USTC Reveals New Mechanisms of Lipid Metabolism Regulating Stem Cell Pluripotency

  • [2017-04-15]

    Researchers from the University of Science and Technology of China (USTC) firstly identifies a regulatory pathway among fatty acid synthesis, mitochondrial division and cell fate, which will benefits the clinical research of pluripotent stem cells significantly. This study showed that the de novo synthesis of fatty acid can regulate cell pluripotency via affecting mitochondrial fission.


    Figure. A working model: FA synthesis is critical for stem cell pluripotency via promoting mitochondrial fission. (Image by GAO Ping ZHANG Huafeng)

     Compared with differentiated somatic cells, pluripotent stem cells have the potential to self-renew and differentiate into various types of somatic cells, and thus have broad application prospects in disease treatment. Pluripotent stem cells have a unique metabolic phenotype, such as glucose metabolism is more inclined to glycolysis rather than aerobic phosphorylation, metabolic pathway among a variety of amino acids is more inclined to synthetic pathway. However, the role of lipid metabolism network in the maintenance and acquisition of stem cell pluripotency is still poorly understood. Prof. GAO Ping and Prof. ZHANG Huafeng’s group from School of Life Sciences, USTC, found that lipid accumulation was present in embryonic stem cells and in cell reprogramming, which was mainly due to the enhancement of the fatty acid de novo synthesis pathway. Further mechanism studies have shown that Acc1-mediated fatty acid de novo synthesis pathway promotes mitochondrial cleavage by two mechanisms to finally affect the cell pluripotency: (1) the lipid synthesis pathway consumes intracellular acetylated CoA as a substrate, thereby reducing the ubiquitination degradation caused by acetylation of mitochondrial cleavage protein Fis1; (2) the resulting product fatty acids themselves can promote the mitochondrial dynamic equilibrium to tend to divide. The study further confirms that the regulatory pathway is also conserved in the human system. This study has established a regulatory pathway among fatty acid synthesis, mitochondrial division and cell fate for the first time, which is of great significance for the clinical research of pluripotent stem cells.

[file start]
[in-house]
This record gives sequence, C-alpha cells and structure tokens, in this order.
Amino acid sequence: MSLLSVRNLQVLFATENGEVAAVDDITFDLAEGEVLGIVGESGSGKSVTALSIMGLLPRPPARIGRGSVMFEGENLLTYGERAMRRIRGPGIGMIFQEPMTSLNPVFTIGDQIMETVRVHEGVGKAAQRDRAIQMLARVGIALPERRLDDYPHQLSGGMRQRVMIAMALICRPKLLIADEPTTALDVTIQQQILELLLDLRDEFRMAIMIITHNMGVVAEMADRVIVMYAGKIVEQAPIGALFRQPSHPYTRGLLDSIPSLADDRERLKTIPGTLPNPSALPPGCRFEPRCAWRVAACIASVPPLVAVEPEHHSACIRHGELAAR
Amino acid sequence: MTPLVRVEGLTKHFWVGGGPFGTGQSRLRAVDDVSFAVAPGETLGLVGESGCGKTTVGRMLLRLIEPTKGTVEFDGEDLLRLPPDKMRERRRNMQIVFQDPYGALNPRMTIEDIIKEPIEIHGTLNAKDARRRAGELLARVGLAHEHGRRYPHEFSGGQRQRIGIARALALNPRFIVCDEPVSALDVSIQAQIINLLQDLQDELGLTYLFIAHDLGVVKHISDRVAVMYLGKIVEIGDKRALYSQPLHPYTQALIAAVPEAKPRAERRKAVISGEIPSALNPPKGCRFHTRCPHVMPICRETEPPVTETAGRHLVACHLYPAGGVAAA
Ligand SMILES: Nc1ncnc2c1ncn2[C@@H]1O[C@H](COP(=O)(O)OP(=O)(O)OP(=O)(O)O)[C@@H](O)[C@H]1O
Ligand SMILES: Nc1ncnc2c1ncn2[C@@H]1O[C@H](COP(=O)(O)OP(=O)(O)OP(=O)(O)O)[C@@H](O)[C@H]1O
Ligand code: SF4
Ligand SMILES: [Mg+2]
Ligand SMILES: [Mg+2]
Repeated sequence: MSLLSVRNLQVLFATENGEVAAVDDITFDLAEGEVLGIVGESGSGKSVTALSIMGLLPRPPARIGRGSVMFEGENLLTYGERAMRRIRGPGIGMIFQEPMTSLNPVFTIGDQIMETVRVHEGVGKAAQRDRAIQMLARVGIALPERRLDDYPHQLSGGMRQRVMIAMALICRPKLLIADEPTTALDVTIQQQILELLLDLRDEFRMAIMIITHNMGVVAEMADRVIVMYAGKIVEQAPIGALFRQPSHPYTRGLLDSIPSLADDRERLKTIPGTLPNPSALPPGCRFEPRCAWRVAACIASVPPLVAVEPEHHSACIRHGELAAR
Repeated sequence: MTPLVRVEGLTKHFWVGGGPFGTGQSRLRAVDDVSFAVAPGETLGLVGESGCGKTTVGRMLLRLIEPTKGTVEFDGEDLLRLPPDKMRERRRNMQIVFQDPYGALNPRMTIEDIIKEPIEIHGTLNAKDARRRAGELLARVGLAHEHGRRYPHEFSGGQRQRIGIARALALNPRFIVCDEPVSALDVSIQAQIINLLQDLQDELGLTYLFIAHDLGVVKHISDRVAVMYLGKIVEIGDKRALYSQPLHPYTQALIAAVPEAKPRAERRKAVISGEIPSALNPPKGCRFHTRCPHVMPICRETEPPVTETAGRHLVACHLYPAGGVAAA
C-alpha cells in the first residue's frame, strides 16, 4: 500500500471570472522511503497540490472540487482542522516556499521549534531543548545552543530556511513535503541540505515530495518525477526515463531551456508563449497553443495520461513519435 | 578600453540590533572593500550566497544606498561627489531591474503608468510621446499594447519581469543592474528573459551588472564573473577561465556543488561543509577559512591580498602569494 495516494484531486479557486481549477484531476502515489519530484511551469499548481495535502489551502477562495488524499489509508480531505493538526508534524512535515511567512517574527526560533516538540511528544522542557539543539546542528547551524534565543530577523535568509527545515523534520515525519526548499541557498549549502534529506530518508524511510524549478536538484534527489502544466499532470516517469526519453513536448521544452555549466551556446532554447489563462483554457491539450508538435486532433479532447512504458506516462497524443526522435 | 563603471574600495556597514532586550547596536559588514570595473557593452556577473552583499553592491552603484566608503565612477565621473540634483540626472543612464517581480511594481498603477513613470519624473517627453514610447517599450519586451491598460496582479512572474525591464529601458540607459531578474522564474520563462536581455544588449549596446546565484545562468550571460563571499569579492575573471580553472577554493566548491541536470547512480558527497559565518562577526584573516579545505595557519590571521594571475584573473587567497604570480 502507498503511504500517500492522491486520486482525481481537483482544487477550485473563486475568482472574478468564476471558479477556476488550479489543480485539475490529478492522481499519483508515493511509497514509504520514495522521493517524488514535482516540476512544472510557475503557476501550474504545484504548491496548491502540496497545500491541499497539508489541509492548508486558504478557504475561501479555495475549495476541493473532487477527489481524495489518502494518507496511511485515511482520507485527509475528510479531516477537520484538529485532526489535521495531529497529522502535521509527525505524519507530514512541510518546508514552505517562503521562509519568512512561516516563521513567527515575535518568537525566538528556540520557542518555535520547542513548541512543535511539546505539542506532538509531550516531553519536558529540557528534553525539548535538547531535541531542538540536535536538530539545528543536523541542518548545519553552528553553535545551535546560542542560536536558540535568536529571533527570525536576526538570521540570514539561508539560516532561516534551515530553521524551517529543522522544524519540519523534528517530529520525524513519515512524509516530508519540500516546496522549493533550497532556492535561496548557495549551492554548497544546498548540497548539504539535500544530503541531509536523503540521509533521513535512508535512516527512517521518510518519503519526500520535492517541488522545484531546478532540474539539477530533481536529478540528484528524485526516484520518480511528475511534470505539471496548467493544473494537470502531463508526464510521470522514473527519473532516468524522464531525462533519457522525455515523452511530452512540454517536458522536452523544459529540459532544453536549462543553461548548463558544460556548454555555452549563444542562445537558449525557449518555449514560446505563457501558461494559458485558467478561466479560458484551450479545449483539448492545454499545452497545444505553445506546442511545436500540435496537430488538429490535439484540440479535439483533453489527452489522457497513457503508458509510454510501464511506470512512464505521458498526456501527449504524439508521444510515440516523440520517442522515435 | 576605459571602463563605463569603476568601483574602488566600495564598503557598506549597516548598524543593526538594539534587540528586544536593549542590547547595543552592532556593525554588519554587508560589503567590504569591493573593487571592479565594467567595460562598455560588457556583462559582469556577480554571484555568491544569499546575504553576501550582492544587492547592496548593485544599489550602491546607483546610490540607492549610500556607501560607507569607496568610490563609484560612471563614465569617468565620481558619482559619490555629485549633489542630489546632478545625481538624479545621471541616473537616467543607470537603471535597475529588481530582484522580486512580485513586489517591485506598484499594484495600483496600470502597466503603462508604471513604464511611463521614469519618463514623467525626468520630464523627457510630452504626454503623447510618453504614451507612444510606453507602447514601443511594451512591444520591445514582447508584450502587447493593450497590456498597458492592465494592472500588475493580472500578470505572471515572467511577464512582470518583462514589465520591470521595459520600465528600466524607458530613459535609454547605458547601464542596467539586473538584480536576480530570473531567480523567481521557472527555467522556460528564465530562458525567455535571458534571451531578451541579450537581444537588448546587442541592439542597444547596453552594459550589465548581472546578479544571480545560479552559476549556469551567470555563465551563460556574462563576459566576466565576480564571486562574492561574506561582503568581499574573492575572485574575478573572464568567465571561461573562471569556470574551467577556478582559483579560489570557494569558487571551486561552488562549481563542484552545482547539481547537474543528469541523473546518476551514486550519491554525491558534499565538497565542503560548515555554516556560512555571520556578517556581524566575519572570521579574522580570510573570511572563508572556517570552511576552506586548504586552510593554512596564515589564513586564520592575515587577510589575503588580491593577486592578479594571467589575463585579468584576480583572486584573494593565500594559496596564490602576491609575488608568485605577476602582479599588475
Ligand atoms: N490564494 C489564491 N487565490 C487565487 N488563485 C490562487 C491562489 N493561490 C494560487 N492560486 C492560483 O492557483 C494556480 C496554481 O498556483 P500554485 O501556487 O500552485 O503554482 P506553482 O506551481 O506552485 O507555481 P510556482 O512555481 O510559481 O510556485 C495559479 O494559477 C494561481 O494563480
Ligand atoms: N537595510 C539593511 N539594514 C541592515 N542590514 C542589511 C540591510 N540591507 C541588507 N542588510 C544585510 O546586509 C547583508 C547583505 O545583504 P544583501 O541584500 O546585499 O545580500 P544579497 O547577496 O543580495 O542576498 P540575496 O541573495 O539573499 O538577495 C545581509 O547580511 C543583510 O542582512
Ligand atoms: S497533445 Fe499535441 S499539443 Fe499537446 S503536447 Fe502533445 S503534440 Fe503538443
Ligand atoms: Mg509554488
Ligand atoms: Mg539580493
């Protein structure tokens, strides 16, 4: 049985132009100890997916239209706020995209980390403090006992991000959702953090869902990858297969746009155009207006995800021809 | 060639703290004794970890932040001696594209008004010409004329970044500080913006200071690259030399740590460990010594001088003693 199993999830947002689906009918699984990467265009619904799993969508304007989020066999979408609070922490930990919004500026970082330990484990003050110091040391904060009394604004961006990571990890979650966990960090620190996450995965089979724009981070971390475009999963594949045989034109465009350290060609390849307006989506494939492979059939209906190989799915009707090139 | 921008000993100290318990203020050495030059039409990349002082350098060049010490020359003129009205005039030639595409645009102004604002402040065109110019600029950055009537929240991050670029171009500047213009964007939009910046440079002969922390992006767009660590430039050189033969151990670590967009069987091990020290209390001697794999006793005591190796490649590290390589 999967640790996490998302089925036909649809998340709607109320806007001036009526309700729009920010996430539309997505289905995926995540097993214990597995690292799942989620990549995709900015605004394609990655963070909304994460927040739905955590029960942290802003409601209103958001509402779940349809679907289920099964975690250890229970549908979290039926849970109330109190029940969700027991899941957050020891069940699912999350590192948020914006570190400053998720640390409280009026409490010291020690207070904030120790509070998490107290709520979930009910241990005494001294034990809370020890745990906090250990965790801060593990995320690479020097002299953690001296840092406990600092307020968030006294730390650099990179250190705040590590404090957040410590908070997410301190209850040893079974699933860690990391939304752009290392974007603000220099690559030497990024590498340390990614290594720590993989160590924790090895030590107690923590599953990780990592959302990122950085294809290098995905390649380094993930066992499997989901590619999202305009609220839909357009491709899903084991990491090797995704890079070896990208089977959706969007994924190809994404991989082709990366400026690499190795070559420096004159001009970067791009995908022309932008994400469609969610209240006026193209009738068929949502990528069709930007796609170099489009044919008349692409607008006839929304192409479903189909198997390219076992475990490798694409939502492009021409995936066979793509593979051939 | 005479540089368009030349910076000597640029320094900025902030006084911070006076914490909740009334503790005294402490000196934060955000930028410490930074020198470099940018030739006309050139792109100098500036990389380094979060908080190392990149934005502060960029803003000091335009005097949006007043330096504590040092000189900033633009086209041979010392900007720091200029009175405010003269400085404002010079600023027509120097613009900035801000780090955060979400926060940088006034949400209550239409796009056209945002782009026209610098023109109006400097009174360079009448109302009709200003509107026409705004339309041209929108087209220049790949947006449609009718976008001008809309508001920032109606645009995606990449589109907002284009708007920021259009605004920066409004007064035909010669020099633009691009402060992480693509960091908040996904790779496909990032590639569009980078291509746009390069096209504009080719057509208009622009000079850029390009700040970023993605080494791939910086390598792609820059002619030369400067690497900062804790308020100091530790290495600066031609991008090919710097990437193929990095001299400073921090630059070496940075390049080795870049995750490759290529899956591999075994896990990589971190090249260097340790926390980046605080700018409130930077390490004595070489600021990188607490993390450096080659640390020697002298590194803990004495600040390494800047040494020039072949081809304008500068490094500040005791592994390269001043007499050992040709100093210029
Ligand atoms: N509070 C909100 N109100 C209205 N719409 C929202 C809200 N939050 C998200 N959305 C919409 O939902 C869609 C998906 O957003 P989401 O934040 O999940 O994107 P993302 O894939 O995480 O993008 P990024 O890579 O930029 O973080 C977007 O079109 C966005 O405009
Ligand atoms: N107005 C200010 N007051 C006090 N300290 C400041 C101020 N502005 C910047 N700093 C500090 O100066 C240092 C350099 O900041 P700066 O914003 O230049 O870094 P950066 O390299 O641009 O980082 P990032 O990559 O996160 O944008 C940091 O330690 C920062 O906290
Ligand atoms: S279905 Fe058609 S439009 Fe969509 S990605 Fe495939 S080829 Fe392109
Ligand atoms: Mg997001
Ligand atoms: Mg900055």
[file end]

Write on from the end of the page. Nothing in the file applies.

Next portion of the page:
The work recently published entitled as “Fatty acid synthesis is critical for stem cell pluripotency via promoting mitochondrial fission” on the prestigious EMBO Journal. WANG Lihua, doctoral student from the School of Life Sciences, is the first author of the paper, Professor GAO Ping and Professor ZHANG Huafeng are the co-corresponding authors. The research work received great support from CAI Yongping (Anhui Medical University), HUI Lijian Group (Shanghai Institute of Biochemistry and Cell Biology, China Academy of Sciences) and WU Mian group (School of Life Sciences, USTC). This study was completed with the funding of the Ministry of Science and Technology, the Chinese Academy of Sciences and the National Natural Science Foundation of China.


    Link to the research paper:


    (HUANG Jun, School of Life Sciences)


    Professor GAO Ping

    Professor ZHANG Huafeng


This article came from News Center of USTC.